The eternal record.
The “rainmaster” becomes the greatest racing driver of his time.
The conditions are anything but the famous “Sepp Herberger weather”. No rain, no wet ground. Yet precisely these conditions made Rudolf Caracciola so unforgettable – 20 years before Herberger went on to lead the German national football team to its first title in Berne. The experts and the press gave the exceptionally successful German Mercedes-Benz driver the title of “Rainmaster”. After Caracciola repeatedly delivered sensational demonstrations of his prowess on slippery roads, his title was even adopted in English. Despite numerous serious accidents, Rudolf Caracciola was the top racing driver during the 1920s and 1930s, winning the German Grand Prix six times.
Portrait with a winner. The W 125 (1938) is today known as a automotive legend. It’s perfect design enabled the car with a superbe aerodynamic drag value.
During the famous Silver Arrow era from 1934 until 1939, he also won three European Championships. These are the equivalent of today’s familiar Formula One World Championship title.
A speed record in a 736 hp machine.
Today on 28th January 1938, “Caratsch”, as he is called by many, needs anything but rain. The conditions have to be perfect. Here on the level stretch of the brand-new autobahn between Frankfurt and Darmstadt. Today he is sure that he will break the speed record with his W 125, the record-winning Mercedes-Benz 12-cylinder machine. In the previous months, Mercedes-Benz engineers have worked miracles. They have almost perfected the 12-cylinder engine thanks to numerous improvements such as piston clearance, carburetors, intake manifolds and compressor technology.
Aerodynamic drag of a bullet.
With a peak power output of more than 730 hp, he has the most powerful automobile engine yet built by Mercedes-Benz. But will it be enough? Is the car safe enough? Only a few months earlier the predecessor version lost road adherence at approximately 400 km/h and lifted up at the front.
Yet this car is even faster. Thanks to additional modifications the 1,185 kg, 6.2 m long and 1.8 m wide car now has an aerodynamic drag of merely 0.157, a value comparable with a bullet.
The highest speed of all time.
On this cloudy morning the car is polished to a high shine and radiates an aura of power. And it is also considerably safer than its predecessor. It is only 5 o’clock in the morning yet Caracciola is ready and waiting. Nevertheless, he forces himself to wait until the morning frost has thawed. Soon after 8 o’clock the time has come: Squeezed into the almost claustrophobic cockpit, he takes an initial trial run. He seems almost astonished at how “wonderfully the car sits on the road”. Rudolf Caracciola, who is hardly known as a daredevil, now knows no limits. The final preparations are made and at a time at which others begin their working day he sets out to create a new world record the likes of which the world has never seen: The public, the press and the engineers listen to the compressor engine start. Many hold their breath.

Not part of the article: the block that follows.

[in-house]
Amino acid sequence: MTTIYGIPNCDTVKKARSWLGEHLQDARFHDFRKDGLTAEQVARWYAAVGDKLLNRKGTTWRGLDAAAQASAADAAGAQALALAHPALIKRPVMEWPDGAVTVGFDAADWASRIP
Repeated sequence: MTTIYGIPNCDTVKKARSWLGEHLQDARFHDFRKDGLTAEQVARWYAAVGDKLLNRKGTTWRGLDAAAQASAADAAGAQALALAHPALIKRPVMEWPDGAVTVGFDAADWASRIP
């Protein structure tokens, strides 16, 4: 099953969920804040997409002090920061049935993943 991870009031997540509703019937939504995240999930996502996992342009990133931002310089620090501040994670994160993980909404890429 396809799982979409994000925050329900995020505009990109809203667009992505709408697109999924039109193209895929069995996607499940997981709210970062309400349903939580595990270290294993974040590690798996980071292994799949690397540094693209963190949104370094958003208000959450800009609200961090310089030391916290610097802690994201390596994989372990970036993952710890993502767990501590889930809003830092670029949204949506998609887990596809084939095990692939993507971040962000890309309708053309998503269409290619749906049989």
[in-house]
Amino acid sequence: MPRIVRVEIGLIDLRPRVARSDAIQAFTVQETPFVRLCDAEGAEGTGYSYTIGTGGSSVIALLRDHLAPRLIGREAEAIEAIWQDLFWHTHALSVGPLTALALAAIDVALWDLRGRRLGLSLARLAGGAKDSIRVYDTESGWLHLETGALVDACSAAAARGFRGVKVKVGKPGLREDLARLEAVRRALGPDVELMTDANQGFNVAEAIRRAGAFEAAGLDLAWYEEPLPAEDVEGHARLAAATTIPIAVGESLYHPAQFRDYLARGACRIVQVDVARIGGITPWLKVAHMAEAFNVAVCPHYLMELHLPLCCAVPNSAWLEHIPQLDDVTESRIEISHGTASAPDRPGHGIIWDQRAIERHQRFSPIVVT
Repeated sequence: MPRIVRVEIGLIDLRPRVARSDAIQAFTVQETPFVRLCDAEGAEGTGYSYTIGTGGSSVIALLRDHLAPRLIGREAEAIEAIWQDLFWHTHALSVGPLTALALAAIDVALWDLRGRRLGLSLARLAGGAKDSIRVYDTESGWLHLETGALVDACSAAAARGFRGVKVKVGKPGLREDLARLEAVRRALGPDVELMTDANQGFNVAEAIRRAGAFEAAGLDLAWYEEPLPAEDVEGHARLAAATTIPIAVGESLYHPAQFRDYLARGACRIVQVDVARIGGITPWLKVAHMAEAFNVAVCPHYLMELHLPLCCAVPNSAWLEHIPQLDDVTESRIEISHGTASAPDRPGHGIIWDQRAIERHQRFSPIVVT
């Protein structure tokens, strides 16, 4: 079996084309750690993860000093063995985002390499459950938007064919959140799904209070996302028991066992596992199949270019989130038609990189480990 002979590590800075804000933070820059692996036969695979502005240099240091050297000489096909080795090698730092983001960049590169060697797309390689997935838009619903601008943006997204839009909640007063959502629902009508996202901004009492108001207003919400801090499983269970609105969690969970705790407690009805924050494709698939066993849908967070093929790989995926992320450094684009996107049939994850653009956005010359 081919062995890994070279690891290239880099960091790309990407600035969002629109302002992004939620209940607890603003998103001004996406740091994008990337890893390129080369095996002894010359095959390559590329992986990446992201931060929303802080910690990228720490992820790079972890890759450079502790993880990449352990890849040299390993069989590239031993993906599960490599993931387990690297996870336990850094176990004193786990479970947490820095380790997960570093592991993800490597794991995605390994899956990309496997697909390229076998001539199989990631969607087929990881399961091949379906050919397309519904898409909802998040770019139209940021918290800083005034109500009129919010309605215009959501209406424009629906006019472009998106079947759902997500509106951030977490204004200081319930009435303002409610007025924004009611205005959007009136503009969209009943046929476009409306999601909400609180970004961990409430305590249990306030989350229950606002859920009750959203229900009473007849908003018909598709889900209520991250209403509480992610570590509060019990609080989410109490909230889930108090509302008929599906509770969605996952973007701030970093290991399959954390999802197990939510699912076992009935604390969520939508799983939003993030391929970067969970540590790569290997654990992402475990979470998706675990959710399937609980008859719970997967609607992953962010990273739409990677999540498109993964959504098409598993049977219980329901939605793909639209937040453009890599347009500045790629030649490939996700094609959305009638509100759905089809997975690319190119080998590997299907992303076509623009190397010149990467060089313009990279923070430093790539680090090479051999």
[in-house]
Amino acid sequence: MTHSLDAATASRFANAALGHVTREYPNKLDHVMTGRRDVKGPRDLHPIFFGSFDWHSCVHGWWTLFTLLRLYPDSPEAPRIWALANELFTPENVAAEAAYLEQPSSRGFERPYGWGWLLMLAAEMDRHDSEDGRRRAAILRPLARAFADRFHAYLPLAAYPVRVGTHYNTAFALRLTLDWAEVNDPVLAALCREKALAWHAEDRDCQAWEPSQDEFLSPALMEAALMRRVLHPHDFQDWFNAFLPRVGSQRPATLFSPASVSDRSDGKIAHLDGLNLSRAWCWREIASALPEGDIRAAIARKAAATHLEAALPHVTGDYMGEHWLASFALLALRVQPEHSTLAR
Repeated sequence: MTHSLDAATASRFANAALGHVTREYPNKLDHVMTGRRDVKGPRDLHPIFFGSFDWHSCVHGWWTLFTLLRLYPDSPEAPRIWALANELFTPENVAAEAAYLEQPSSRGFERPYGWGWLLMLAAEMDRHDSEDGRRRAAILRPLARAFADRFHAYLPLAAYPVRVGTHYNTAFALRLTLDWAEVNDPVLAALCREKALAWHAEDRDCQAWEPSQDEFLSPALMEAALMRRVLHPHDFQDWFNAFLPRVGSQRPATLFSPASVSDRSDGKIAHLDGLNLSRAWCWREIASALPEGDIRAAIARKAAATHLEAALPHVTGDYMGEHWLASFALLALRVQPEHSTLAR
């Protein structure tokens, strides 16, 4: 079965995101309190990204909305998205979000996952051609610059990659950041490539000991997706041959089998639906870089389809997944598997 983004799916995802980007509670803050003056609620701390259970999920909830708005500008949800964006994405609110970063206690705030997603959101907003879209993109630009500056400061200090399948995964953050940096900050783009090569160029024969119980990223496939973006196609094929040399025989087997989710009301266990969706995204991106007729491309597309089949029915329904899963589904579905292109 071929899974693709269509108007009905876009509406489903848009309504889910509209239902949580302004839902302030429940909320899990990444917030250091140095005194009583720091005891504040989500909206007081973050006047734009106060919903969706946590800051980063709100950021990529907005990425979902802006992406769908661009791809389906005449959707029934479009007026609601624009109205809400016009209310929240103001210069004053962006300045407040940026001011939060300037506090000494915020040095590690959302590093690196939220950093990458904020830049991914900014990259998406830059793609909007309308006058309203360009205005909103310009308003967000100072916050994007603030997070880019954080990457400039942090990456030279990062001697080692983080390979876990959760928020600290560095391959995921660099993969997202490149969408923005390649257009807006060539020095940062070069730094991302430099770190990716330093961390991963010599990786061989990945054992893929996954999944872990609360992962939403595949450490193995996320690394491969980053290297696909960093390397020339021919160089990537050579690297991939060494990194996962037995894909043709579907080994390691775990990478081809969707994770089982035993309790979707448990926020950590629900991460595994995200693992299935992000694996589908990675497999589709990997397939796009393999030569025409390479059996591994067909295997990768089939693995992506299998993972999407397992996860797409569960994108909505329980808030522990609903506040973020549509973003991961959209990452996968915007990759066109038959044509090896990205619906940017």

World record unbroken - until today.
The excitement only lasts for a few minutes. Then the times from the first trial are announced. The “flying kilometre” measured after the final acceleration was covered at a speed of 428.5 km/h. The return run after changing tires was even faster. After a flying start, Rudolf Caracciola achieved an average speed of 432.7 km/h. The highest speed ever timed on a public road – a record which remains unbroken today.
Tragic death of a friend and competitor.
Yet this day is overshadowed by a tragedy. His competitor and friend, Bernd Rosemeyer, dies a short time later on the same route during his attempt to beat the best time in a car from the successful “Auto Union”. Following the fatal accident, further attempts to break the record were discontinued. Rudolf Caracciola continued to compete in classic racing. In 1946 he wanted to race in Indianapolis; however he suffered an accident during training when he was struck in the face by a bird. In those days the driver’s face was only protected by simple goggles. In 1952 he attempted a comeback at the Mille Miglia in a Mercedes-Benz 300 SL and took fourth place. During the same year he took Swiss citizenship and competed in the Swiss Grand Prix.
Yet as a result of a serious accident he was finally forced to retire from his motor racing career. “Caratsch” died of liver failure on 28th September 1959 in Kassel at the age of 58.
The Mercedes-Benz 12-cylinder W 125 record car.
Mercedes-Benz constructed Caracciola's record-winning car on the basis of the W 125 Grand Prix racing car. Although the 5576 cm³ V12 engine had a lower capacity than the straight eight-cylinder M 125, it was flatter and had significantly better aerodynamics. The body was redesigned to prevent the front of the car from lifting.
Converting the engine cooling to ice eliminated the need for a conventional cooler, reducing the size of the air intake at the front and lowering the aerodynamic drag to a value almost impossible to achieve even with modern vehicles. Additional carburetors served to increase the power output of the DAB V12 compressor engine from 419 kW (570 hp) to approximately 563 kW (765 hp) at an engine speed of 5800 rpm.